Sponsored by:

Comment, blog & share photos

Log in | Become a member
The Honolulu Advertiser
Posted on: Sunday, June 6, 2010

News a colorful world for copyboy in '60s

By Wade Kilohana Shirkey
Advertiser Staff Writer

Hawaii news photo - The Honolulu Advertiser

Wade Kilohana Shirkey

spacer spacer

Let's go on a journey. The year was 1968.

The Advertiser and the islands it chronicled were changing daily.

And I was its new copyboy, still in school, still in my teens.

It was a newspaper world without Bluetooth or iPod, wireless Internet, Twitter or Facebook. Old, black, single-line phones without voicemail graced newsroom desks, connected to switchboards.

The Hawai'i of the 1960s was full of characters: Hot Dog Annie and Checkers and Pogo. Miss Robin and Lippy Espinda. Kahanamoku and Apaka. John Burns and Neal Blaisdell.

Concerts and wrestling were at the Civic (Auditorium). And the state Legislature met at 'Iolani Palace.

The "Great White Lady," Matson's SS Lurline, was almost a nautical synonym for the island's laid-back way of life.

The Waikīkī Biltmore was about to come down in an explosive signal of the high-rise Waikīkī to come, itself representative of Hawai'i's burgeoning influence in the Pacific. All roads led to Hawai'i.

Roads here were still slow and narrow, and the closest we got to a freeway was Lunalilo.

Pink Ford Mustangs were the rage, as were pink bulldozers Henry J. Kaiser's wife's favorite color, as he transformed a lazy agrarian valley into "modern" Hawai'i Kai. Some thought he was crazy.

Kapi'olani was still a maternity hospital and Straub a clinic. Blaisdell Center was H.I.C. Honolulu International Center.

No one questioned the Easter cross on Punchbowl for its correctness, and Christmas lights swung in the gentle holiday tradewinds across major downtown streets.

Lau Yee Chai and Stewart's Pharmacy and its orange bread reigned supreme in Waikīkī, while Wo Fat prospered among Chinatown's mah jong parlors, pimps and prostitutes and sailors.

Canlis had its kimonos and KC Drive-Inn its Waffle Dogs and Ono Ono Shakes.

At the "new" airport, you crossed the tarmac to your plane. Friends bestowed thick red carnation lei at the gate. The Pawa'a Sears store boasted the first escalator, long before the Police Department took over the building.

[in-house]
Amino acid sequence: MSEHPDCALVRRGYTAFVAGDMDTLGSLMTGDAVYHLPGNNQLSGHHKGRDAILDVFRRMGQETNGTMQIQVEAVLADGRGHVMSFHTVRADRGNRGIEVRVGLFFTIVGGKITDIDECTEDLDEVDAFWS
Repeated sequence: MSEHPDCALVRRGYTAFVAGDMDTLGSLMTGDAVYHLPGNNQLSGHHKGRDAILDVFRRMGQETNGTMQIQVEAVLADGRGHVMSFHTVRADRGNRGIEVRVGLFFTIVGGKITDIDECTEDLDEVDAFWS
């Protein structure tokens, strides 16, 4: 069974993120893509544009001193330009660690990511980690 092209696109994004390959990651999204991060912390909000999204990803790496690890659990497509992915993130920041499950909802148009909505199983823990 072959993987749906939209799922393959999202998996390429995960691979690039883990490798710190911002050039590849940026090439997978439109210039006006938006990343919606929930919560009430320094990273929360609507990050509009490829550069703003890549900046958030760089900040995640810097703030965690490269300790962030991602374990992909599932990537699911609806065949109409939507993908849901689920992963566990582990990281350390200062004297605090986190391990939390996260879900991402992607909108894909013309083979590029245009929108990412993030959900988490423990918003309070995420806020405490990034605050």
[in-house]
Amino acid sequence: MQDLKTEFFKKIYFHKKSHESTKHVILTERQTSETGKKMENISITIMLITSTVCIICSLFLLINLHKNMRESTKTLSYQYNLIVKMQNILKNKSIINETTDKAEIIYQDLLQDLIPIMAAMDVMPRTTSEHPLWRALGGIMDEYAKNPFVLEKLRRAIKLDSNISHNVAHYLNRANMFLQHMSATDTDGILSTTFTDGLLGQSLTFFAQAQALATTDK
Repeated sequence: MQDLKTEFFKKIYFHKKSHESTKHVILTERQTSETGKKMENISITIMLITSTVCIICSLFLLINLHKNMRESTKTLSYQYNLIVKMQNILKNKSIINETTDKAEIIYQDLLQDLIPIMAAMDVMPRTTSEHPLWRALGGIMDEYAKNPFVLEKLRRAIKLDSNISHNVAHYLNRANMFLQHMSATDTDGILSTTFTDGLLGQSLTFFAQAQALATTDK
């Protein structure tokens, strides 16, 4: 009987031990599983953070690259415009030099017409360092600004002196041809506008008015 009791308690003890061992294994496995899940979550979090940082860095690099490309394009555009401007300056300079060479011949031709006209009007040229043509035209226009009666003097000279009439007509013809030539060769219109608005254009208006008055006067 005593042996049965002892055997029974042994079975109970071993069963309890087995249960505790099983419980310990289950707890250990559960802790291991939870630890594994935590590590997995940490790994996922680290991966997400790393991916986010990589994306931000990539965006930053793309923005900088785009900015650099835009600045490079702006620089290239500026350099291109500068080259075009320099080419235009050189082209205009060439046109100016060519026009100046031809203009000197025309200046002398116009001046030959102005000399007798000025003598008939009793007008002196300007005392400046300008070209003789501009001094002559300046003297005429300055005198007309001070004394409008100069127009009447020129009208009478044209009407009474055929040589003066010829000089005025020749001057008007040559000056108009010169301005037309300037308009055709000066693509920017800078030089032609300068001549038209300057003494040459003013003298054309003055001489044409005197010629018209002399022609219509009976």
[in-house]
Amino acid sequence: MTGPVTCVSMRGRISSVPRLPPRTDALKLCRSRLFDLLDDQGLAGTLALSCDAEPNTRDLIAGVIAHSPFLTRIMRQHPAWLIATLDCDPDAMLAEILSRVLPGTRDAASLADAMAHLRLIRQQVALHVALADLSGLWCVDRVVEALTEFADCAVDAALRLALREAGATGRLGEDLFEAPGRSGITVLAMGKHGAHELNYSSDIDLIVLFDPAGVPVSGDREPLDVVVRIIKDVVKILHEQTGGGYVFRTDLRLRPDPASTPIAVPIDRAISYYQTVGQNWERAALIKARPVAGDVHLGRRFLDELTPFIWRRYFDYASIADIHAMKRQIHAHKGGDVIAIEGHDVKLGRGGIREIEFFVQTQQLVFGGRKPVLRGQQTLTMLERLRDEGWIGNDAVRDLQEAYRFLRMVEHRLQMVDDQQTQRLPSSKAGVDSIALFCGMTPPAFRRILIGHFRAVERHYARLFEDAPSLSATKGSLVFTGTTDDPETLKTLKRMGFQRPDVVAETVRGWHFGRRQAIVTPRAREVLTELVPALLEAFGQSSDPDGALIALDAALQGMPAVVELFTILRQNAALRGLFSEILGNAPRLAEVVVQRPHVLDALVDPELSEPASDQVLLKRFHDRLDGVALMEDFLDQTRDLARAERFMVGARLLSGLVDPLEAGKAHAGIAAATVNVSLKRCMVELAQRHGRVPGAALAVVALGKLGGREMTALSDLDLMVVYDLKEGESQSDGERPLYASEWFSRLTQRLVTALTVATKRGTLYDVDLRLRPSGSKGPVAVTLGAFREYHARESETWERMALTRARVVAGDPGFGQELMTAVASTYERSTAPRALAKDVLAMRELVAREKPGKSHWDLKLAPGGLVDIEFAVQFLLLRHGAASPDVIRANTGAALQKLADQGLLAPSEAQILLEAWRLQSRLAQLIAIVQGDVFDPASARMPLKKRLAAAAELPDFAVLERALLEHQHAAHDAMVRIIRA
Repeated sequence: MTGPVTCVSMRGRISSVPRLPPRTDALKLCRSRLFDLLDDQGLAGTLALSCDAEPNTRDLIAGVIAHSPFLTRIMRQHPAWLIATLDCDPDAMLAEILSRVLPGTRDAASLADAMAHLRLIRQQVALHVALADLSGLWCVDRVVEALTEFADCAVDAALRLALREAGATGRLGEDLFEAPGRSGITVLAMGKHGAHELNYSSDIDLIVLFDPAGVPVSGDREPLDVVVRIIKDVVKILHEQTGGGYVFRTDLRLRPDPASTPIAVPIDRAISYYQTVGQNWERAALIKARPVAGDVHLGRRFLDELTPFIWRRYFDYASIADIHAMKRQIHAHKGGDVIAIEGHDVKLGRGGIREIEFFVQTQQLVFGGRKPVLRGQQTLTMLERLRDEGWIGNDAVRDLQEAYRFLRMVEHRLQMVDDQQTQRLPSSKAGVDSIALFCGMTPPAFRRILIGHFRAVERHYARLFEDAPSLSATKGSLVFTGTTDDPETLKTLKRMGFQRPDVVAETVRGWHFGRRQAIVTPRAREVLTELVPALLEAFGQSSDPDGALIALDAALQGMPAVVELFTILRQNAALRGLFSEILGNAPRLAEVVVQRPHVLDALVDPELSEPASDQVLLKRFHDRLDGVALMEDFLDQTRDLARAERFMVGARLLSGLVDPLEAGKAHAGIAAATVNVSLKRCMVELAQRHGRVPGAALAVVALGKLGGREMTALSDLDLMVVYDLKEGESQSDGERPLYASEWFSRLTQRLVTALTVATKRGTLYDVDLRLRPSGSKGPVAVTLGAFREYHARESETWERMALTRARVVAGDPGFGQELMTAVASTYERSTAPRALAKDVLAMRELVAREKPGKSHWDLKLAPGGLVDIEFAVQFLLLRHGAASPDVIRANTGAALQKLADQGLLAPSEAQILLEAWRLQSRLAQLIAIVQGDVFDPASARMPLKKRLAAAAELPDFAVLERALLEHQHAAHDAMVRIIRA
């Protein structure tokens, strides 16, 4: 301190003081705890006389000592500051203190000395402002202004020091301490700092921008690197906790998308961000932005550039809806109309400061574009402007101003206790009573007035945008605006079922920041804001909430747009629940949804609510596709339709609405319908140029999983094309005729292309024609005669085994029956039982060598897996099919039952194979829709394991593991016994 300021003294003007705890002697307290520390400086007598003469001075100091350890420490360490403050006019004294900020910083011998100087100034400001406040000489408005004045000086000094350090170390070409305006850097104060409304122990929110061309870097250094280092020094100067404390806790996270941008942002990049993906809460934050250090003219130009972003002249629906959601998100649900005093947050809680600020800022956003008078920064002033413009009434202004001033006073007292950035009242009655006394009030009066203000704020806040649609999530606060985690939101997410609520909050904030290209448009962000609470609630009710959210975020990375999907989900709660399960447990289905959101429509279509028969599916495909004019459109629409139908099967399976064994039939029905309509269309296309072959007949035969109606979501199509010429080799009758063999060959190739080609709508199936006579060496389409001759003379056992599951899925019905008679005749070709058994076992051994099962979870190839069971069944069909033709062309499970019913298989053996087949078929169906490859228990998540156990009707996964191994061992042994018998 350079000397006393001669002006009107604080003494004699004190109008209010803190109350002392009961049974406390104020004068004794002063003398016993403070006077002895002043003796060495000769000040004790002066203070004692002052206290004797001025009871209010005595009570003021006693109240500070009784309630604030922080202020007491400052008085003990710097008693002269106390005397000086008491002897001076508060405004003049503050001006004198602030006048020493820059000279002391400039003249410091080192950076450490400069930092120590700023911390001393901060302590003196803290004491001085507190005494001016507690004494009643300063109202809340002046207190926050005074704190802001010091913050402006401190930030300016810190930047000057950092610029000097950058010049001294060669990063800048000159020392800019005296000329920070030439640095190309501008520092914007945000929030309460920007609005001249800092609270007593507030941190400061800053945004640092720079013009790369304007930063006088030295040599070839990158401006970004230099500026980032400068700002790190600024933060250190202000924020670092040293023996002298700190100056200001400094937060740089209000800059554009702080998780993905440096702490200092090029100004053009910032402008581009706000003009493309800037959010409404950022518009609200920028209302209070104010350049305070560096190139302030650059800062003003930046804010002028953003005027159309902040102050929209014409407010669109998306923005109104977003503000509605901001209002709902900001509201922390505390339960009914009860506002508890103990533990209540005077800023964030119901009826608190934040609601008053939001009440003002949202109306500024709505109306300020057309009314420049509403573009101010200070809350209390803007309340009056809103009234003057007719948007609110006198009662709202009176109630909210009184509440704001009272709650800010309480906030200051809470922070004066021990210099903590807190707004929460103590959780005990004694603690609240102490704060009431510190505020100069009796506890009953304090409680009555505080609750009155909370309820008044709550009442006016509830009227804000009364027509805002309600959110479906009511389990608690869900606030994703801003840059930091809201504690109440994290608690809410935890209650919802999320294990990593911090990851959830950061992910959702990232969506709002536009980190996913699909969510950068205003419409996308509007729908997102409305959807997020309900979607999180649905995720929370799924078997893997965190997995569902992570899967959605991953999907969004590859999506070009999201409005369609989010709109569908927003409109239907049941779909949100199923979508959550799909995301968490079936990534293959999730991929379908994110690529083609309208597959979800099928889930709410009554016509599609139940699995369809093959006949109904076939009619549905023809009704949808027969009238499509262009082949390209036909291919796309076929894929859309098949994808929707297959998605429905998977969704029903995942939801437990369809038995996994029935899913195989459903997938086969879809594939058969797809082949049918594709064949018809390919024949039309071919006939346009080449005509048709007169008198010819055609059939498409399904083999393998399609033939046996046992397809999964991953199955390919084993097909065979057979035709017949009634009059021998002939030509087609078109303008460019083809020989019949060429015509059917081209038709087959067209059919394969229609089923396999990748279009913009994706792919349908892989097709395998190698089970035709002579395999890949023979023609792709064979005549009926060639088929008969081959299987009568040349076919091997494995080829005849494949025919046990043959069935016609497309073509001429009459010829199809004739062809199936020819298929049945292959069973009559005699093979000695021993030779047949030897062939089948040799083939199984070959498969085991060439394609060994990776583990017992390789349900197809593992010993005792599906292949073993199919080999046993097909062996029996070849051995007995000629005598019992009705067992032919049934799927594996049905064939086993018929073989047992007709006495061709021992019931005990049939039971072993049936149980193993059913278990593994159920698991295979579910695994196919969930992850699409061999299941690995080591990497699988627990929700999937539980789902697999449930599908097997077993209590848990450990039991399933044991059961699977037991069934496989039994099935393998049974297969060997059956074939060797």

I joined a newsroom of mostly older, gray-haired people with funny glasses, old, black Royal typewriters and copy pencils.

"COPYBOY!," an editor would bellow and copy would be hand-carried back to Linotypes in the back to be transformed into stories, one molten lead letter at a time.

Paperweights, oddly, were the most common desk accessory: heavy foreign coins from reporters' travels, a dad's old pocket knife, a first Boy Scout badge. The reason: brisk breezes would dispatch news copy through open windows, to the building's open courtyard below.

If much-heralded city editor Sanford Zalburg didn't like your story, he'd simply dispatch the unacceptable copy out the window himself. Story killed.

The "ding-ding-ding" of UPI teletypes announced breaking news of Lyndon Johnson's death, various space exploits. Faraway events.

News pictures were yesterday's history, arriving by new United jets and handed over to a waiting copyboy on the tarmac.

Back in the day, our editors were among the movers and shakers in the community so much so that many were known by one name: George (Chaplin), legendary Buck (Buchwach), and (Thurston) Twigg (-Smith).

From the 1950s through 1980s, Scoops (Casey Kreger) moved from proofreader to the society page to feature writer to popular "Ms. Fixit" columnist.

Harry Lyons' pudgy li'l shorts-clad Island beachboy cartoon characters editorialized from a truly Island mindset and were as famous as Lyons himself.

Likewise, Eddie Sherman: If he didn't know the person, they weren't worth knowing and he knew EVERYBODY.

Meanwhile, curmudgeonly columnist Bob Krauss wrote about the "little people." And grumbled to everyone in the newsroom.

Heloise (Cruse) was a blue-haired military wife when she sweet-talked a job from Buchwach, soon to syndicate the world-popular "Hints From Heloise."

Forty years ago, as a teenager, I wondered how I'd tell my beloved parents it was time to "move out." About the same time, they divorced and left me. Decision made.

More recently, I faced another major departure, and wondered how or why I'd ever leave my beloved Advertiser.

Again, the decision was made for me. After today, my history with The Advertiser comes to an end.